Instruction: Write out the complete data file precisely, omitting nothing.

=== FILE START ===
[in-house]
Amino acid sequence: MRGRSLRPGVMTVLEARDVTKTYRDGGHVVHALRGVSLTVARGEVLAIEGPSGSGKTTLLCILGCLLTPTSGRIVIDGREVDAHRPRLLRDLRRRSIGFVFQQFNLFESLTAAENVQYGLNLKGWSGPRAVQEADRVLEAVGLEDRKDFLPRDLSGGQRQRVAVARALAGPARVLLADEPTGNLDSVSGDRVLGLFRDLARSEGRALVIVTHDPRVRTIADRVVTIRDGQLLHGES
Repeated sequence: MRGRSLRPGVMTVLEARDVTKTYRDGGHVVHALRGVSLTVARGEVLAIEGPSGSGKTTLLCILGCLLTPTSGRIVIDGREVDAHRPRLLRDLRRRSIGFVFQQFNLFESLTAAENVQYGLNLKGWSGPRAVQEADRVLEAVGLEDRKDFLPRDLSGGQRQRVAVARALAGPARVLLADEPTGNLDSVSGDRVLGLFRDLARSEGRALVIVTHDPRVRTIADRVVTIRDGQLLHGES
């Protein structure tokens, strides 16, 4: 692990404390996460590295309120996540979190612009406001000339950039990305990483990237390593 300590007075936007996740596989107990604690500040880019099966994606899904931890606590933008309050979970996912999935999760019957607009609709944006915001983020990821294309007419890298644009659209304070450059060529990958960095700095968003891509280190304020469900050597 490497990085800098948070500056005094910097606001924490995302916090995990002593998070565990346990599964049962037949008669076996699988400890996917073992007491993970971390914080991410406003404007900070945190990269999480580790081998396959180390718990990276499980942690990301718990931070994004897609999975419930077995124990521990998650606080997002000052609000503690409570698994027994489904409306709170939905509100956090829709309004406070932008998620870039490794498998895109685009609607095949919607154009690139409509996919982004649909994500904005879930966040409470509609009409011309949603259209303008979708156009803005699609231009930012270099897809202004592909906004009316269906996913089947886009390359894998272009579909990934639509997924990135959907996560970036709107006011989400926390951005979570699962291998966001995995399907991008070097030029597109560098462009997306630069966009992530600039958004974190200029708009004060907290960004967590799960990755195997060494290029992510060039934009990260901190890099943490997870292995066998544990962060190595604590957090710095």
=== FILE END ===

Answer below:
[in-house]
Amino acid sequence: MRGRSLRPGVMTVLEARDVTKTYRDGGHVVHALRGVSLTVARGEVLAIEGPSGSGKTTLLCILGCLLTPTSGRIVIDGREVDAHRPRLLRDLRRRSIGFVFQQFNLFESLTAAENVQYGLNLKGWSGPRAVQEADRVLEAVGLEDRKDFLPRDLSGGQRQRVAVARALAGPARVLLADEPTGNLDSVSGDRVLGLFRDLARSEGRALVIVTHDPRVRTIADRVVTIRDGQLLHGES
Repeated sequence: MRGRSLRPGVMTVLEARDVTKTYRDGGHVVHALRGVSLTVARGEVLAIEGPSGSGKTTLLCILGCLLTPTSGRIVIDGREVDAHRPRLLRDLRRRSIGFVFQQFNLFESLTAAENVQYGLNLKGWSGPRAVQEADRVLEAVGLEDRKDFLPRDLSGGQRQRVAVARALAGPARVLLADEPTGNLDSVSGDRVLGLFRDLARSEGRALVIVTHDPRVRTIADRVVTIRDGQLLHGES
């Protein structure tokens, strides 16, 4: 692990404390996460590295309120996540979190612009406001000339950039990305990483990237390593 300590007075936007996740596989107990604690500040880019099966994606899904931890606590933008309050979970996912999935999760019957607009609709944006915001983020990821294309007419890298644009659209304070450059060529990958960095700095968003891509280190304020469900050597 490497990085800098948070500056005094910097606001924490995302916090995990002593998070565990346990599964049962037949008669076996699988400890996917073992007491993970971390914080991410406003404007900070945190990269999480580790081998396959180390718990990276499980942690990301718990931070994004897609999975419930077995124990521990998650606080997002000052609000503690409570698994027994489904409306709170939905509100956090829709309004406070932008998620870039490794498998895109685009609607095949919607154009690139409509996919982004649909994500904005879930966040409470509609009409011309949603259209303008979708156009803005699609231009930012270099897809202004592909906004009316269906996913089947886009390359894998272009579909990934639509997924990135959907996560970036709107006011989400926390951005979570699962291998966001995995399907991008070097030029597109560098462009997306630069966009992530600039958004974190200029708009004060907290960004967590799960990755195997060494290029992510060039934009990260901190890099943490997870292995066998544990962060190595604590957090710095």